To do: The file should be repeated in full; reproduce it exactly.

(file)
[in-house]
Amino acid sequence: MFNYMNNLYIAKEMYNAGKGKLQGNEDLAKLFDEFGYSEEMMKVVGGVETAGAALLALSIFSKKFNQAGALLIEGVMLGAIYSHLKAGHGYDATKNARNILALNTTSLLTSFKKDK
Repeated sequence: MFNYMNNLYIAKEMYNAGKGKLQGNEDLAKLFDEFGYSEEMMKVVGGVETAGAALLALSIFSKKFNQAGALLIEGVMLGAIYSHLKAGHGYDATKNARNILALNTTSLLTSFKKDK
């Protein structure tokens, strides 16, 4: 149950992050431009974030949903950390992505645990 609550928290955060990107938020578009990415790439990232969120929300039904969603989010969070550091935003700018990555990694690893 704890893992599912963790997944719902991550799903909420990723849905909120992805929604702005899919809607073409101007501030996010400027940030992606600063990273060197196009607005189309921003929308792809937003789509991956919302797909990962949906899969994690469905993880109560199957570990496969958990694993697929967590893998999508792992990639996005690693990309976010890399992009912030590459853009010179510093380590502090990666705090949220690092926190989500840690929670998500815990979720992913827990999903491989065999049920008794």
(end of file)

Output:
[in-house]
Amino acid sequence: MFNYMNNLYIAKEMYNAGKGKLQGNEDLAKLFDEFGYSEEMMKVVGGVETAGAALLALSIFSKKFNQAGALLIEGVMLGAIYSHLKAGHGYDATKNARNILALNTTSLLTSFKKDK
Repeated sequence: MFNYMNNLYIAKEMYNAGKGKLQGNEDLAKLFDEFGYSEEMMKVVGGVETAGAALLALSIFSKKFNQAGALLIEGVMLGAIYSHLKAGHGYDATKNARNILALNTTSLLTSFKKDK
């Protein structure tokens, strides 16, 4: 149950992050431009974030949903950390992505645990 609550928290955060990107938020578009990415790439990232969120929300039904969603989010969070550091935003700018990555990694690893 704890893992599912963790997944719902991550799903909420990723849905909120992805929604702005899919809607073409101007501030996010400027940030992606600063990273060197196009607005189309921003929308792809937003789509991956919302797909990962949906899969994690469905993880109560199957570990496969958990694993697929967590893998999508792992990639996005690693990309976010890399992009912030590459853009010179510093380590502090990666705090949220690092926190989500840690929670998500815990979720992913827990999903491989065999049920008794």